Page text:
Good dynamic photographs require what I call an eye-locking feature. That would be an interesting stone, branch, leading line or contrasty formation in the foreground. This could also include repeated elements such as drifting sand ruffles. This will draw your eye into the composition. Building a compelling composition is critical.

Interesting Background Elements

When I first approach any landscape, I’m first drawn to it by the obvious expansive beauty. That’s why I teach photography workshops in places like Yosemite Valley, Iceland, Big Sur, Eastern Sierra, Yellowstone and the Grand Tetons.

All of these places have great dramatic beauty and provide dynamic backgrounds. When I first arrive at any of these locations, I seek strong foreground features knowing these amazing backgrounds never fail to stand on their own. I then move my vision deeper into the frame, adding or subtracting elements as I go. I always seek simplicity in my own style of landscape photography. Once I’ve locked in my foreground element to complement my background, I feel I’m ready to take the shot.

Now the most difficult part comes. That would be waiting for the light. This would be what is commonly known as the golden hours of pre-dawn or just as the sunsets. This is the time the many newcomers to landscape photography fail, by not waiting for the light to completely fade at dusk or missing the predawn light. This is the time clouds will bring to light in reddish gold and bluish hues depending on location and time of year. We have no control of this of course, but we always hope for the best!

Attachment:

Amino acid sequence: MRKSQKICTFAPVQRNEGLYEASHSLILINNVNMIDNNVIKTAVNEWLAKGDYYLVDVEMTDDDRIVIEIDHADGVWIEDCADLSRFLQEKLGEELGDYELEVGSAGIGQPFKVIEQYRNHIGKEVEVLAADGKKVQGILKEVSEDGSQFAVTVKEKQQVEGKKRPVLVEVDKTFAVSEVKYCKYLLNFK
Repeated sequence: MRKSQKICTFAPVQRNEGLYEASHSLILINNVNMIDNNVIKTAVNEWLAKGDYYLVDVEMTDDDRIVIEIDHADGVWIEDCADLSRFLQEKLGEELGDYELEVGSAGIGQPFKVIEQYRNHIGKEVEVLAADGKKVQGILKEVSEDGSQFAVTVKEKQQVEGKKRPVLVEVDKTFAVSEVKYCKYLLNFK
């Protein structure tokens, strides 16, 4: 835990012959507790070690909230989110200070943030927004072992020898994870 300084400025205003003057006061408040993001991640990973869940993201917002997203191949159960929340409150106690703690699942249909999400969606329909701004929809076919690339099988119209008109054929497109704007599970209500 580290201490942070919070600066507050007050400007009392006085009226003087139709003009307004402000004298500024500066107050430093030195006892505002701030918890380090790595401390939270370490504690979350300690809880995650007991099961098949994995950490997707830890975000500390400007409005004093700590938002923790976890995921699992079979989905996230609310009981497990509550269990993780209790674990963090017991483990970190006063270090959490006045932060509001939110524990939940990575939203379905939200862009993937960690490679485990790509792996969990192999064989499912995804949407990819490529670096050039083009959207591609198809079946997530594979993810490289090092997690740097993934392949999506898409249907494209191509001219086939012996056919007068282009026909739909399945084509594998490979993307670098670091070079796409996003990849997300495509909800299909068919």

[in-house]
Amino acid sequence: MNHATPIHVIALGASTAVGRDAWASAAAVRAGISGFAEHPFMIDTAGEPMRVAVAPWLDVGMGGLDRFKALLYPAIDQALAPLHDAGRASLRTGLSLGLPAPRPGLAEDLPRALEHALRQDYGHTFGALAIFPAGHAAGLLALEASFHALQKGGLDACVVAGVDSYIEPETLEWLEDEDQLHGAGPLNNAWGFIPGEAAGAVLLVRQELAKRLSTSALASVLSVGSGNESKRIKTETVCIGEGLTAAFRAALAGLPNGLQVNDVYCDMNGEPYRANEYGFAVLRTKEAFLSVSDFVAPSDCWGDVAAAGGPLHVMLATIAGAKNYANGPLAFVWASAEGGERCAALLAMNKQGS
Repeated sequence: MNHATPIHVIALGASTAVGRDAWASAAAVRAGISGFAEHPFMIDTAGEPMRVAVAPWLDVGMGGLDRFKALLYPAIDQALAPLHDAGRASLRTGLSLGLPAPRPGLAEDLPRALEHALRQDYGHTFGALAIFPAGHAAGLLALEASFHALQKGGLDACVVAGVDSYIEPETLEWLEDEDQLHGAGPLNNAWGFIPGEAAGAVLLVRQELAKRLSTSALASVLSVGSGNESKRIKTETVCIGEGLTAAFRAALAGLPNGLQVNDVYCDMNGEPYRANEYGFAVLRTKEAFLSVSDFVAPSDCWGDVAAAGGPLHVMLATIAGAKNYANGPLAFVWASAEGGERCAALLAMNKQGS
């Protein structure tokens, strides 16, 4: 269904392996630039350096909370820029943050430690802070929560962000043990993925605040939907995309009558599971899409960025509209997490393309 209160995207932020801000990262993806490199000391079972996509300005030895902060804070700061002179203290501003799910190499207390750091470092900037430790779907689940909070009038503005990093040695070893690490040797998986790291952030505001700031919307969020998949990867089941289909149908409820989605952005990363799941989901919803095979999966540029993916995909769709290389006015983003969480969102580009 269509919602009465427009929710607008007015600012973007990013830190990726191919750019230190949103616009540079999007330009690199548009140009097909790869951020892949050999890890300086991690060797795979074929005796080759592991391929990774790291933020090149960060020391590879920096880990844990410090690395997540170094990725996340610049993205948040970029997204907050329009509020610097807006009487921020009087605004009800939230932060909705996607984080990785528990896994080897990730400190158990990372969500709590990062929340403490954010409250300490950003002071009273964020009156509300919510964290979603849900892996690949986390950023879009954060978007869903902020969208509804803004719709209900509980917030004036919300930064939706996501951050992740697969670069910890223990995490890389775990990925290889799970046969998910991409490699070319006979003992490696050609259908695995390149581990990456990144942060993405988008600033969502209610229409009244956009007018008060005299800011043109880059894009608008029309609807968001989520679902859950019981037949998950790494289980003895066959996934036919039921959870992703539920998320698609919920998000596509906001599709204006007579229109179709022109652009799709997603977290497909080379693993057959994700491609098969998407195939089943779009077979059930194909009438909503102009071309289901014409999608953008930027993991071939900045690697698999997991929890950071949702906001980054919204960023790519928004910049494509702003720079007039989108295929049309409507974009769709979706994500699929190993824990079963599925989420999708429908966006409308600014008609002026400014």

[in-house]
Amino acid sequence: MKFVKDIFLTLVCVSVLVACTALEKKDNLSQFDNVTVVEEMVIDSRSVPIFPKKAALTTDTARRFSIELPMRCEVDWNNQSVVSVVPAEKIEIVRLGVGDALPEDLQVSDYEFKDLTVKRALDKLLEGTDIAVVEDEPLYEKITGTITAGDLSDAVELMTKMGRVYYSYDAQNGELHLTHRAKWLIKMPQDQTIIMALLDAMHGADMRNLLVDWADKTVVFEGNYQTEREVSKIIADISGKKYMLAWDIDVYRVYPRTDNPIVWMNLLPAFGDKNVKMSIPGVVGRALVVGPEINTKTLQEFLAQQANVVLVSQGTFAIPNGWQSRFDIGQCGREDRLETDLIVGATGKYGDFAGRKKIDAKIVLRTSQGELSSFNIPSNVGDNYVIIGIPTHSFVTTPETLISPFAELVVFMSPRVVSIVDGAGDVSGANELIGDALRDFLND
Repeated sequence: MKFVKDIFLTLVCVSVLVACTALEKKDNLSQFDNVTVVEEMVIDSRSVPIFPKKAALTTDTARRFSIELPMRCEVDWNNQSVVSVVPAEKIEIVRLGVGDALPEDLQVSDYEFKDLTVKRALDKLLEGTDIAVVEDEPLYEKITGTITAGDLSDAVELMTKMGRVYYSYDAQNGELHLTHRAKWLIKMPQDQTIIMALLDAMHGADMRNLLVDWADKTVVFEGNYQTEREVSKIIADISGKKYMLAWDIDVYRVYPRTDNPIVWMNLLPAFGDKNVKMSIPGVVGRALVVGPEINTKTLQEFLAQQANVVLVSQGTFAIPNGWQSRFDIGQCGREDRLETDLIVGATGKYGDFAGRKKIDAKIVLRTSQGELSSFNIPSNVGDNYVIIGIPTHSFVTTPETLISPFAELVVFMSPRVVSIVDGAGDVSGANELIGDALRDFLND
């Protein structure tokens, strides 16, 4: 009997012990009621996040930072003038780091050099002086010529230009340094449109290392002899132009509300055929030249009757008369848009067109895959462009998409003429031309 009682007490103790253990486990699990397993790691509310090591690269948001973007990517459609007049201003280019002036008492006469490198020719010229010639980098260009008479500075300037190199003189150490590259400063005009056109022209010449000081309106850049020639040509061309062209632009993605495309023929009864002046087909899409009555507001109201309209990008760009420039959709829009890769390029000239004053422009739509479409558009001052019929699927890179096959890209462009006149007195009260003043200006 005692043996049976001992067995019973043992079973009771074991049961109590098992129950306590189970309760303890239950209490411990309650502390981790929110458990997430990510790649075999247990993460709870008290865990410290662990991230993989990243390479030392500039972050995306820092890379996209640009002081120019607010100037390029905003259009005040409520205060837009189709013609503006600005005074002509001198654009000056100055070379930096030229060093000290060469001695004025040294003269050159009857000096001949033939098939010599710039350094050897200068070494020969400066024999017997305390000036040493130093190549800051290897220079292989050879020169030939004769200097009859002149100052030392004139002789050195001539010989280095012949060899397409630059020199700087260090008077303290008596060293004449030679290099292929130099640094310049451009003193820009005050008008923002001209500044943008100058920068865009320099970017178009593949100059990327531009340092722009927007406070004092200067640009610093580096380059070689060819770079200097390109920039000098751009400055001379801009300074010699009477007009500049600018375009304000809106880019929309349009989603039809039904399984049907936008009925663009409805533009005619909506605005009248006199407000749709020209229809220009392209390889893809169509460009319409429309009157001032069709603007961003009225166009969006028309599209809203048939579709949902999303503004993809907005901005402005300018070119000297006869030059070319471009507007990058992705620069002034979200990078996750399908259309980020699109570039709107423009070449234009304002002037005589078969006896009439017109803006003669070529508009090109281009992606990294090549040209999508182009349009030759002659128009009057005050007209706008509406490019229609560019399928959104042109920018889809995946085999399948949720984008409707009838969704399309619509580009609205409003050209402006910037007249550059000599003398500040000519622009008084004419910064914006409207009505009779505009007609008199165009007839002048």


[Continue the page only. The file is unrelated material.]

Califorina Central Coast “Big Sur Arch” ©MarkJansenPhotography.com

California Central Coast “Big Sur Arch” ©MarkJansenPhotography.com


Motion blur is a classic tool for creating a dynamic landscape photograph. There are many ways to use this technique. Of course, you can use slow exposures, as well as high shutter speeds. Each can provide striking effects. The classic effect is misty water flows in streams or tidal pools as water wraps around solid objects such as ice and stones. This technique is also great for moving clouds using neutral density filters of various stops of light from 3 to 10 stops.


So when it comes to creating one of those dynamic landscape photographs you see now and then, it’s not that simple. But with a little practice and awareness of your landscape environment, you can begin to create more stunning and dynamic photographs.

If you would like help in creating dynamic landscape photography and learning about these concepts, join us on one of our private or group multi-day photography workshops.

All the best,
Mark Jansen

If you like this blog, consider checking out our other articles on a similar topic:

How to Take Advantage of the Sweet Light in Landscape Photography

Photographing the Aurora Borealis In Iceland

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Mark’s interest in photography and love for landscape photography draws him into some amazing places and he freely shares this knowledge on his photography workshops. He researches his subjects extensively, making many trips to selected areas waiting for the perfect light, an interesting approach to the subject, and just the right moment. His goal of "freezing time for others to enjoy" is what drives him to create his visions and teach workshops.

Mark offers photographic workshops in numerous U.S. and International locations with his business, Jansen Photo Expeditions. He is an expert and personable instructor, expedition leader and award winning, visionary photographer. 

Mark has over 25 years of professional fine art and photographic experience. He has a passion for landscape and classic aviation photography and provides large scale commercial installations of his fine art photographic murals and print works throughout California. He works with both small and large corporate businesses in helping them project a powerful impact through his images.


About Mark and Holly
Mark and Holly Jansen
Jansen Photo Expeditions
(805) 701-8807 or

Email: Mark@markJansenphotography.com